This leads us to the third of our historian’s fallacies–the weak analogy. This is, perhaps, even the historians most secret sin. In order to talk about something other than particular events–in order to be able at least to suggest “general truths”–the historian must argue by analogy. Analogical arguments, however, are only as strong as the points of similarity between the analogues. In its most general form, an argument from analogy has the following structure:

  1. A has characteristics p, q, and r.
  2. B has characteristics p, q, and r.
  3. A has characteristic s.
  4. Therefore, B is likely to have characteristic s.

The fallacy of a “weak analogy” occurs when the characteristics that are similar in both A and B (p, q, and r), make it no more likely that they possess other similar characteristics (s). One way to commit the fallacy is to find superficial spurious points of comparison between the two objects. As the phenomena being compared become increasingly complex, establishing an analogy such that we can infer the unknown properties of one analogue from the other becomes increasingly difficult.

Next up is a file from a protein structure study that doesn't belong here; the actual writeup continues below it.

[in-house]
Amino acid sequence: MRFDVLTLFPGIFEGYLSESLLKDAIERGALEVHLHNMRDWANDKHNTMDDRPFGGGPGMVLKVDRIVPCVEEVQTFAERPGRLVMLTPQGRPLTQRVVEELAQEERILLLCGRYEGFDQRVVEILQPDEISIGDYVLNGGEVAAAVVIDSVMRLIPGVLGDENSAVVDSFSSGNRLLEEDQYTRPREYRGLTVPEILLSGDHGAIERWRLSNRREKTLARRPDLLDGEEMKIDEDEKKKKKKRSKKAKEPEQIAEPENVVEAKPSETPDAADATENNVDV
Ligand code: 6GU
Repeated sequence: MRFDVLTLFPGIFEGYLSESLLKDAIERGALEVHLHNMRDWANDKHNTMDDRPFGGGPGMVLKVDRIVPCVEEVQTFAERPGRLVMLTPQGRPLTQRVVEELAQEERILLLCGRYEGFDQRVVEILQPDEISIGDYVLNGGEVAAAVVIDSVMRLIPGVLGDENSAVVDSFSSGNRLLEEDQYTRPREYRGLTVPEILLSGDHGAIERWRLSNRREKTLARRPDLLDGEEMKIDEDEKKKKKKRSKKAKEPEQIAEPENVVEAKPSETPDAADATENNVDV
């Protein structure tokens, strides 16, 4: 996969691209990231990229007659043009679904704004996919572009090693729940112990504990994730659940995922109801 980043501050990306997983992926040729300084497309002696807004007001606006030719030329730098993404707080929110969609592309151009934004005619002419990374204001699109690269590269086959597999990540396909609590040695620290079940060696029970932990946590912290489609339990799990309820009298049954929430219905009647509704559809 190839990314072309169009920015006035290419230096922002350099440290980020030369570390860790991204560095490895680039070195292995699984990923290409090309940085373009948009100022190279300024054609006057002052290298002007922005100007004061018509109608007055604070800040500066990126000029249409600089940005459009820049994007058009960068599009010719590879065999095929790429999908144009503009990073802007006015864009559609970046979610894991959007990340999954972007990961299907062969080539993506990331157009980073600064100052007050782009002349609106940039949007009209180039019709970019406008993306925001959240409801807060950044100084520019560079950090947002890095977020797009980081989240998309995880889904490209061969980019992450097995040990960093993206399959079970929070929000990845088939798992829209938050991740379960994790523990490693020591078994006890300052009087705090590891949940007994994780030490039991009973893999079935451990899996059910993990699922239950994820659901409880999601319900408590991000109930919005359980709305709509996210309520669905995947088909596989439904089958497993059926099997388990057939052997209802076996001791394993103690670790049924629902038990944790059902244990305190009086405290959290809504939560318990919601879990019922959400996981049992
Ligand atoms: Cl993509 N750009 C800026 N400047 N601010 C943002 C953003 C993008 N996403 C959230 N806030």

For example, it isn’t clear that the fall of Rome, or of the British empire, can tell us much about the possible future fall of the U.S. empire. Although there are undoubtedly interesting similiarities between the three empires, the differences are probably vastly greater. At least, any inference on the basis of the analogy between these three needs to be strengthened by significant argument if it is ever to be anything more than a weak analogy (and it is a matter of some dispute whether it can ever be more than an interesting analogy).